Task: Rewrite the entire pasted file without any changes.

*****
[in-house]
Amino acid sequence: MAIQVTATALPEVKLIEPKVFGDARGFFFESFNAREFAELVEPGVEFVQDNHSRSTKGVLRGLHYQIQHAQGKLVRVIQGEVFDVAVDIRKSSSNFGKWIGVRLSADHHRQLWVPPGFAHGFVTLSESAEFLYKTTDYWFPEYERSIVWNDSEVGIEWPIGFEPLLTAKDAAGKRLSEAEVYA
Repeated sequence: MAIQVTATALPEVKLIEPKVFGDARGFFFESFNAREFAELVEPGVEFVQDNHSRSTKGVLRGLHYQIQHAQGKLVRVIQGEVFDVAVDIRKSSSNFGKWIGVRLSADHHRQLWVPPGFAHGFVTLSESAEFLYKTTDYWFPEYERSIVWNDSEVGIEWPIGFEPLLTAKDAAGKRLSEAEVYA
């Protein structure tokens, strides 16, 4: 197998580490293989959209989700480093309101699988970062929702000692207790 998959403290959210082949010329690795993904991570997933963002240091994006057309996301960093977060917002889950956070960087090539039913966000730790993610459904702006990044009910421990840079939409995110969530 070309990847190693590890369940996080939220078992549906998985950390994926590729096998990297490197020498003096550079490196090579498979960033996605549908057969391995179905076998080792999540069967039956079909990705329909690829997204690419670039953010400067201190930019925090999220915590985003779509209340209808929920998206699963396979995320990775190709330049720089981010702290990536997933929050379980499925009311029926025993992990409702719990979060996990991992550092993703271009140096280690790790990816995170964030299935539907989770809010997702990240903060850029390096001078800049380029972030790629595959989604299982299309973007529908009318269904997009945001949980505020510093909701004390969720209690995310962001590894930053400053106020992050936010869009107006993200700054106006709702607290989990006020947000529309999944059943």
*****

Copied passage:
[in-house]
Amino acid sequence: MAIQVTATALPEVKLIEPKVFGDARGFFFESFNAREFAELVEPGVEFVQDNHSRSTKGVLRGLHYQIQHAQGKLVRVIQGEVFDVAVDIRKSSSNFGKWIGVRLSADHHRQLWVPPGFAHGFVTLSESAEFLYKTTDYWFPEYERSIVWNDSEVGIEWPIGFEPLLTAKDAAGKRLSEAEVYA
Repeated sequence: MAIQVTATALPEVKLIEPKVFGDARGFFFESFNAREFAELVEPGVEFVQDNHSRSTKGVLRGLHYQIQHAQGKLVRVIQGEVFDVAVDIRKSSSNFGKWIGVRLSADHHRQLWVPPGFAHGFVTLSESAEFLYKTTDYWFPEYERSIVWNDSEVGIEWPIGFEPLLTAKDAAGKRLSEAEVYA
């Protein structure tokens, strides 16, 4: 197998580490293989959209989700480093309101699988970062929702000692207790 998959403290959210082949010329690795993904991570997933963002240091994006057309996301960093977060917002889950956070960087090539039913966000730790993610459904702006990044009910421990840079939409995110969530 070309990847190693590890369940996080939220078992549906998985950390994926590729096998990297490197020498003096550079490196090579498979960033996605549908057969391995179905076998080792999540069967039956079909990705329909690829997204690419670039953010400067201190930019925090999220915590985003779509209340209808929920998206699963396979995320990775190709330049720089981010702290990536997933929050379980499925009311029926025993992990409702719990979060996990991992550092993703271009140096280690790790990816995170964030299935539907989770809010997702990240903060850029390096001078800049380029972030790629595959989604299982299309973007529908009318269904997009945001949980505020510093909701004390969720209690995310962001590894930053400053106020992050936010869009107006993200700054106006709702607290989990006020947000529309999944059943």